What was the Civil War about? It depends on your political party

A PBS NewsHour/Marist nationwide poll out this week shows a partisan divide on the causes of the Civil War that exceeds the racial split.

Among Democrats, 56 percent believe the war was "mainly about slavery," to 31 percent of Republicans. Meanwhile, 54 percent of Republicans believe the war was "mainly about states' rights," to 31 percent of Democrats. (Whites were almost even on this question, while African-Americans said "slavery" by 54-32.)

What say you, Insider readers?

The divide widens on the Confederate battle flag, as a full 75 percent of Republicans said it is a symbol of Southern pride, while 59 percent of Democrats say it's a symbol of racism.

On this question, the poll did break down by region, and found that 59 percent of Midwesterners chose Southern pride, topping 53 percent of Southerners. (One possibility here: A whiter sample in the Midwest.)

Among the other findings: a majority of both whites and African-Americans believe race relations have deteriorated over the past year. (Hat tip: Washington Post.)

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We've told you about Texas Sen. Ted Cruz's quick work to snag key members of Scott Walker's Georgia campaign team, after the Wisconsin governor bailed on the race this week.

Florida Sen. Marco Rubio has done the same, with his team laying the ground work to capture state Sen. Judson Hill, R-Marietta, well before Walker dropped out. From the Wall Street Journal:

Judson Hill, a Georgia state senator who was one of Mr. Walker’s co-chairmen there, said he’d been in talks with the Rubio campaign in recent weeks. On Monday morning, he met privately with Mr. Rubio before a campaign rally in Atlanta. When Mr. Walker quit the race later that day, Mr. Hill immediately switched his allegiance to Mr. Rubio.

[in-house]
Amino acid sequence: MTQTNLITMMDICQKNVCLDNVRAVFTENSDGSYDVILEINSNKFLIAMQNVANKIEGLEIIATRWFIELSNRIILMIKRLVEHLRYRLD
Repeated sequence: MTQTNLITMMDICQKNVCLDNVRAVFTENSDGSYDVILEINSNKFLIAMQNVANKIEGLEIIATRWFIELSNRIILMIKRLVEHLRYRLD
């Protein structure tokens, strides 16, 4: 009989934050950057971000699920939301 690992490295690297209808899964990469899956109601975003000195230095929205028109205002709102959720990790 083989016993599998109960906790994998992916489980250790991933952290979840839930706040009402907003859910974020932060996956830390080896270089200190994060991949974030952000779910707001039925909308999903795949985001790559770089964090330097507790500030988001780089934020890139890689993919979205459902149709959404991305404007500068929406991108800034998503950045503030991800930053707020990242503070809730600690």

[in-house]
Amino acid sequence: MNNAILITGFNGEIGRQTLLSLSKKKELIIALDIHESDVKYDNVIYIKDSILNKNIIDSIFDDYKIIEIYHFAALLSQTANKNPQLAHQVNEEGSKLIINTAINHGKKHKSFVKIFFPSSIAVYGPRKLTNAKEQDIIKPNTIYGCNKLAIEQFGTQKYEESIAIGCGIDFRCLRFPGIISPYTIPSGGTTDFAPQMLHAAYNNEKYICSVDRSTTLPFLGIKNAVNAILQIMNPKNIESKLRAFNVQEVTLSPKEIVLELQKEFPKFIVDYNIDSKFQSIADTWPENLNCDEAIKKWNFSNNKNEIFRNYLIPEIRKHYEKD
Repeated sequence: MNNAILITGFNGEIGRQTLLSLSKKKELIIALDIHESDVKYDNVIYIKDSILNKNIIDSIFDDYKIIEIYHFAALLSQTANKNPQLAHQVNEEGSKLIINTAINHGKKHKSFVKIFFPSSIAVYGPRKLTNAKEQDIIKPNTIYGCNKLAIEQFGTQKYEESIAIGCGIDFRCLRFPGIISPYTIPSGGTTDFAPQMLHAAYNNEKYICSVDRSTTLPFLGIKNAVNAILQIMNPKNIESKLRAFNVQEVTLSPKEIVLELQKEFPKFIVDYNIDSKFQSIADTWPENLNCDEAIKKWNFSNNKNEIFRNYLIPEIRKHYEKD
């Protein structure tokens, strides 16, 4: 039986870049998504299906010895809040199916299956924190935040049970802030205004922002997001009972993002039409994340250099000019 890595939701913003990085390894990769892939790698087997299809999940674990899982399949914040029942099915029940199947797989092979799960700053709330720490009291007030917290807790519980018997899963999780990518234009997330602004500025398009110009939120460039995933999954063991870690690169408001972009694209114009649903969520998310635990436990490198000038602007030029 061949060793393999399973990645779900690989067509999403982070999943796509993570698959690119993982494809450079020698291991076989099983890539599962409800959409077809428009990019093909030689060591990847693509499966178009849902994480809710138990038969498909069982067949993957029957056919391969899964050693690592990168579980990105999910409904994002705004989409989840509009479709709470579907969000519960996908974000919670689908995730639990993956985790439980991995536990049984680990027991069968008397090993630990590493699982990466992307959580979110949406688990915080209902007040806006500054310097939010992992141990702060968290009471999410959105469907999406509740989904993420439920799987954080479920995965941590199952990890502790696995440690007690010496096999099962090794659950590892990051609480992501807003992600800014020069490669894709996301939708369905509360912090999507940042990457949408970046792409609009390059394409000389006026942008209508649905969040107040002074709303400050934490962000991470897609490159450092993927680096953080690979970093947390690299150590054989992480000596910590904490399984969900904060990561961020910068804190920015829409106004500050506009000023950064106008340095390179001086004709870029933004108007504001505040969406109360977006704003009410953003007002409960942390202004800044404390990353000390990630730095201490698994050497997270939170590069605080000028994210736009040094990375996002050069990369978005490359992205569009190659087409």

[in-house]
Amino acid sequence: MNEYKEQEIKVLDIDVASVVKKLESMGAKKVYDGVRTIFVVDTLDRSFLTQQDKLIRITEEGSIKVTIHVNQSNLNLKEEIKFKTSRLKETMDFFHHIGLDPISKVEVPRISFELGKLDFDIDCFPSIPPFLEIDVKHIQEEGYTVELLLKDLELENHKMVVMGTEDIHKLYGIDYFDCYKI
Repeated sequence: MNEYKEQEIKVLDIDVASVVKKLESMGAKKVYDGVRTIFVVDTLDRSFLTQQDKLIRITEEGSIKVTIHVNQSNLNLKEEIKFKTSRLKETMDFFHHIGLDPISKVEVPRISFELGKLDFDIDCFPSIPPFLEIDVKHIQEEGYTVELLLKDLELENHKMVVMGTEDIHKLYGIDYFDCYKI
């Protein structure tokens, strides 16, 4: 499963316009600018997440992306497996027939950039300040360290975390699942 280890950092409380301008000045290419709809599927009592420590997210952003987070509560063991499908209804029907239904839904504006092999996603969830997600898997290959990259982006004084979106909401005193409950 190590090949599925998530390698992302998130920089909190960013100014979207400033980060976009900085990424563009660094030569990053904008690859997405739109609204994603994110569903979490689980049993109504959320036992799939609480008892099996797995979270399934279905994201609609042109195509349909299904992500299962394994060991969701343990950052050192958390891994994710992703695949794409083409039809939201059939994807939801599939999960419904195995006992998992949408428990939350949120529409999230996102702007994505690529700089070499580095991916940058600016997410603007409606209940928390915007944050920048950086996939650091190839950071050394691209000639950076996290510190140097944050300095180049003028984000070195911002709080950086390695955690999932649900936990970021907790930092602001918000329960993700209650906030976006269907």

“I’d already been talking with Rubio’s staff and Marco for a few days with no knowledge of what was going on with Walker,” Mr. Hill said Tuesday. By the time Mr. Walker dropped out, “it was easy to endorse Rubio before the end of the day.”

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U.S. Rep. Buddy Carter, R-Pooler, was among the crowd Wednesday morning at the White House for Pope Francis' debut. You can read our full premium take on Francis' busy, controversial day here, but here's what Carter had to say:

“I’m obviously interested in his views,” Carter said. “He represents a lot of people. But at the same time, I’m here more out of respect than anything.”

Among those people are many of Carter's Savannah-area constituents. This morning as the pope speaks before Congress, Carter gave the hottest ticket in town -- his plus-one -- to the Bishop of Savannah, Gregory Hartmayer.

U.S. Sen. David Perdue, R-Ga., meanwhile, is bringing his wife, Bonnie.

And congressional leaders want to make sure everyone behaves. From USA Today:

"We actually hope that we can show a little more decorum for the pope than we sometimes do at State of the Union addresses," said Sen. Roger Wicker, R-Miss., who chairs a panel of the Senate Armed Services Committee. "It is our hope ... that we can avoid the dueling ovations, the jack-in-the box standing for this or for that."

How will they enforce that? From Roll Call: